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Comment: Re:Think that's bad (Score 1) 234

by adolf (#48570261) Attached to: Uber's Android App Caught Reporting Data Back Without Permission

That is what it is being used for in your use-case.

Looking around in the Worx Gallery (which, I must say, the very concept of which sours my mouth), it looks like it can also do just about everything else, too.

Hence, why it needs all of the permissions in the world (or at least enough of them that arguing otherwise is a moot point).

If you don't like it (and I certainly don't, don't get me wrong), there's Xposed modules that can fix it. (And Xposed modules that defy root-detection. And, and, and. See also: Cat and mouse, Tom and Jerry, and DRM wars going back decades before DRM was even a TLA.)

Or, do it the old-fashioned way: One device for work, one device for other. Power off one or the other when not needed.

Comment: Re:Not about rap (Score 1) 436

by adolf (#48494653) Attached to: Supreme Court To Decide Whether Rap Lyric Threats Are Free Speech

If a woman has had a violent boyfriend and he leaves Eninem's "Smack my bitch up" on her answering machine, that's a pretty blatant threat.

That wasn't Eminem. That was the UK-based group called The Prodigy.

(srsly. If you want to name names, please at least make sure that the names are correct.)

Comment: Re:It DOES have permission (Score 1) 234

by adolf (#48477197) Attached to: Uber's Android App Caught Reporting Data Back Without Permission

I still haven't upgraded Waze since their new "social" integration required a ton more privileges, mostly to phone private info. And this despite running XPrivacy - I just can't be bothered to go through the whitelisting for it, when current version works well enough.

Chances are good that Google already knows everything about your contacts. Google wholly owns Waze.

What is the difference?

Comment: Re:Think that's bad (Score 3, Informative) 234

by adolf (#48477173) Attached to: Uber's Android App Caught Reporting Data Back Without Permission

That, actually, doesn't look all too onerous for such a product.

Of course I want my fancy remote-everything program to be able to manage the network, see the status of the network, use the network, vibrate, pair with devices, manage shortcuts (shortcut to email on the homescreen?), change settings (so that the remote apps can, you know, do their thing), draw on top (notifications), take pictures, use a microphone, use the camera, access files (do you like attachments with your email?) and read phone status and identity (it knows you're on the phone, just like every other app that handles audio).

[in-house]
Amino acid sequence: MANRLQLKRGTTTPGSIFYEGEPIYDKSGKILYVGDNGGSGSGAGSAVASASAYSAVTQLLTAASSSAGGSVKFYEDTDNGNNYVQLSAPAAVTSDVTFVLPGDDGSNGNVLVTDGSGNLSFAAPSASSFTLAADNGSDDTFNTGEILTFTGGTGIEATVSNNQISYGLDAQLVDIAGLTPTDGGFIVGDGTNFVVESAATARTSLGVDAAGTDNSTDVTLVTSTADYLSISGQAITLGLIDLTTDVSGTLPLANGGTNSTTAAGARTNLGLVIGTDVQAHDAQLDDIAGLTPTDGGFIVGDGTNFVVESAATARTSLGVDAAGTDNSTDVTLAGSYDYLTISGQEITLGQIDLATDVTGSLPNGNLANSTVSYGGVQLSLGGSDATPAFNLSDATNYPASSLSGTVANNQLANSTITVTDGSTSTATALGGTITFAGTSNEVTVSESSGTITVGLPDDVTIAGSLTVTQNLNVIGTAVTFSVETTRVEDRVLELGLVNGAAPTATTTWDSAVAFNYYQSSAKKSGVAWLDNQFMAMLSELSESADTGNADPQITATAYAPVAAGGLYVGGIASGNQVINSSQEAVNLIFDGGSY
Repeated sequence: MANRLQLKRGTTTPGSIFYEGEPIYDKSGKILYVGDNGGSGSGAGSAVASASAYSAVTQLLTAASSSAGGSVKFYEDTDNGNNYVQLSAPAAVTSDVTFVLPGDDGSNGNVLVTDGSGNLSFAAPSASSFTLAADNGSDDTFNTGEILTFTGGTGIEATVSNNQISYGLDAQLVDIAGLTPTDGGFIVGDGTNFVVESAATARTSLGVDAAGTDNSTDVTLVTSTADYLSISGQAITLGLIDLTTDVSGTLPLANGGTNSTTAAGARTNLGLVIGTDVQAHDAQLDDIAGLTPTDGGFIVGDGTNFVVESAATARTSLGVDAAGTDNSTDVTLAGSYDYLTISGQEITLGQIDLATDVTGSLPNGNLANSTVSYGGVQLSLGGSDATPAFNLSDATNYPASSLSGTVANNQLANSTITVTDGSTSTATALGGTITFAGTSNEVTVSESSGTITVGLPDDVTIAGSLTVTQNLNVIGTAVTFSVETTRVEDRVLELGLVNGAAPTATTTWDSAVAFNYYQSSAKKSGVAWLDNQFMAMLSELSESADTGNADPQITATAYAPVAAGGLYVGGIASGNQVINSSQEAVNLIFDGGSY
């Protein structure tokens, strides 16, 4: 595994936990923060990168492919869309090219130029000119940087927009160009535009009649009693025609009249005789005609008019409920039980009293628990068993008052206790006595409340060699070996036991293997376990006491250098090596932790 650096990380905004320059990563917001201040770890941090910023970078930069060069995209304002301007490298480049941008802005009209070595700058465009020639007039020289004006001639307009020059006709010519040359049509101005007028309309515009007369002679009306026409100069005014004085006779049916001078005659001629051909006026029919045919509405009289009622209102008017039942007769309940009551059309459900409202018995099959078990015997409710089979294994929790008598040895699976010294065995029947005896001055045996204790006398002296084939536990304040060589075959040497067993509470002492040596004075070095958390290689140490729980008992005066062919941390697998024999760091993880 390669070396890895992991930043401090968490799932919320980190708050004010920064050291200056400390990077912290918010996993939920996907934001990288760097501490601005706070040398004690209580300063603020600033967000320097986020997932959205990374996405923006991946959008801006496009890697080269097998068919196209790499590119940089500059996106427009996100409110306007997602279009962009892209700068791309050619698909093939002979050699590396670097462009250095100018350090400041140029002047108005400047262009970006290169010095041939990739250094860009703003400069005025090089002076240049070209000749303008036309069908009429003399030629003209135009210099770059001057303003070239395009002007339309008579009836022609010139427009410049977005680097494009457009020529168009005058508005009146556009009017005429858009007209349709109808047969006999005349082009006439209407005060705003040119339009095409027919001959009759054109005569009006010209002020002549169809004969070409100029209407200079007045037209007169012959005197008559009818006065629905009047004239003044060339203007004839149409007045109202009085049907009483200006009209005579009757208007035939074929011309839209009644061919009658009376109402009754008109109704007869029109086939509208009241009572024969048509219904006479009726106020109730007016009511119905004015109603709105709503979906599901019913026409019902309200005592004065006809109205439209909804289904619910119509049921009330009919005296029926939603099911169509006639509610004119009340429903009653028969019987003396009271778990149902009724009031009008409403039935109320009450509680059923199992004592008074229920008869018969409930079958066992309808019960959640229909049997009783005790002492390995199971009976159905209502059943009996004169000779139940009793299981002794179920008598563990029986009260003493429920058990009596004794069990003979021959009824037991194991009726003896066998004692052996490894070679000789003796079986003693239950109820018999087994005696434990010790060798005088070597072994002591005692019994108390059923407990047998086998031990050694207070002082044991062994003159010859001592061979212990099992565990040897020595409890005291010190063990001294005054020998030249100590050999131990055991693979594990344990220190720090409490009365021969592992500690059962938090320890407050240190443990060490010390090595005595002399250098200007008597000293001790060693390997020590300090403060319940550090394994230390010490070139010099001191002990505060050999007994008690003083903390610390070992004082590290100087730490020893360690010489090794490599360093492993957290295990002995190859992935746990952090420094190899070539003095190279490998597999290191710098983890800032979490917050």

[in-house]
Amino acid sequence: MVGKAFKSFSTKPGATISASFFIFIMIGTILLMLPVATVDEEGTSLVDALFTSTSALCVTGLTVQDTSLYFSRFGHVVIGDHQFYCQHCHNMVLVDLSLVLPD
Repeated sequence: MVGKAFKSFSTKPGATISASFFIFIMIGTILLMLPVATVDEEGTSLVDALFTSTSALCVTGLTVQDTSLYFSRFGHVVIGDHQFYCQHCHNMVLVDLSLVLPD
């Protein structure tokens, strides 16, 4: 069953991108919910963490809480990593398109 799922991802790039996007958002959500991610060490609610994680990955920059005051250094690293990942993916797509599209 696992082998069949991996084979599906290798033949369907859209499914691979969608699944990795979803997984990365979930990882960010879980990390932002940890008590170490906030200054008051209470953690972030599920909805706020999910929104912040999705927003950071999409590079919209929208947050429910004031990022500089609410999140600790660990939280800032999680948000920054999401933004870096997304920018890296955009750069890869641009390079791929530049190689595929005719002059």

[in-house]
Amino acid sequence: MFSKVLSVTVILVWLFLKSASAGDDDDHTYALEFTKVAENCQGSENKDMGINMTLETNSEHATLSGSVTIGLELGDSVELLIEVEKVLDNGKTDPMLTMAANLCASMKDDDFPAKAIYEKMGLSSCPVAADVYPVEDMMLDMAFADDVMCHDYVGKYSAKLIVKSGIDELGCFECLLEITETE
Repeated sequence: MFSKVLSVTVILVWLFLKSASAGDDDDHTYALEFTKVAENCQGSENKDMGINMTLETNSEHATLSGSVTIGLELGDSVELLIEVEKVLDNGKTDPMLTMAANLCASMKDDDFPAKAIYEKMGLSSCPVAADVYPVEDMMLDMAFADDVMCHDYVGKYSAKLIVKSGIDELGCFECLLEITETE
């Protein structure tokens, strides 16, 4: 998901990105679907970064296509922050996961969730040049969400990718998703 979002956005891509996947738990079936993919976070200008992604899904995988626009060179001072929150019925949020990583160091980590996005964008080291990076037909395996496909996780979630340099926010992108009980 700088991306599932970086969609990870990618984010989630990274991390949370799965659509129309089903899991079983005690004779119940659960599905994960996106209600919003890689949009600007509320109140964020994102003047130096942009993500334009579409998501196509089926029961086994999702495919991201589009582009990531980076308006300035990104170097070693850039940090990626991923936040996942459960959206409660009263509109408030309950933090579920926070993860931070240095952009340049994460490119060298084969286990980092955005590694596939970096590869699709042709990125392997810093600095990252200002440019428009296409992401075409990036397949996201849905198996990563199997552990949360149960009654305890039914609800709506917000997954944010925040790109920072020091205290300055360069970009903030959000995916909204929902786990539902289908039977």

I don't know why it needs precise location, but sheesh. At least it's not like Pandora, which is just a bloody streaming music player:

        find accounts on the device
        read your contacts
        add or modify calendar events and send email to guests without owners' knowledge
        test access to protected storage
        modify or delete the contents of your USB storage
        view Wi-Fi connections
        read phone status and identity
        receive data from Internet
        install shortcuts
        run at startup
        full network access
        pair with Bluetooth devices
        connect and disconnect from Wi-Fi
        change network connectivity
        access Bluetooth settings
        view network connections
        prevent device from sleeping

Comment: Re:Li-Ion batteries aren't good for this role (Score 1) 41

by adolf (#48388423) Attached to: Facebook Testing Lithium-Ion Batteries For Backup Power

Because nobody at Facebook is an engineer with enough knowledge to be capable of thinking of such things before endeavoring on a scaled test, right?

Oh, and by the way, maximizing the lifespan of a lead acid battery is a wee bit more complicated having them "fully charged and kept that way, and discharged infrequently."

But I'm sure you already know that.

Comment: Re:Manufacturers can help make this better (Score 1) 321

by adolf (#48337779) Attached to: Website Peeps Into 73,000 Unsecured Security Cameras Via Default Passwords

It's more convoluted than that.

In order for these cameras to be accessible on the Internet in a world of NAT and deny-by-default inbound firewall rules, someone (at the home) MUST have set up port forwarding explicitly...unless the cameras are shipped with UPnP enabled.

I've got mixed thoughts on UPnP (I both loathe and utilize it for different things), but I'm firmly of the opinion -zero- cameras should come with it enabled.

Comment: Re:Am I missing the point? (Score 1) 124


To further muddy the waters, DropBox supports (under Windows, at least) what it calls "LAN sync," with the goal of having data traverse LAN-WAN only once, no matter how many LAN clients want that data.

I do not know if it is default behavior. But I've seen it work just fine.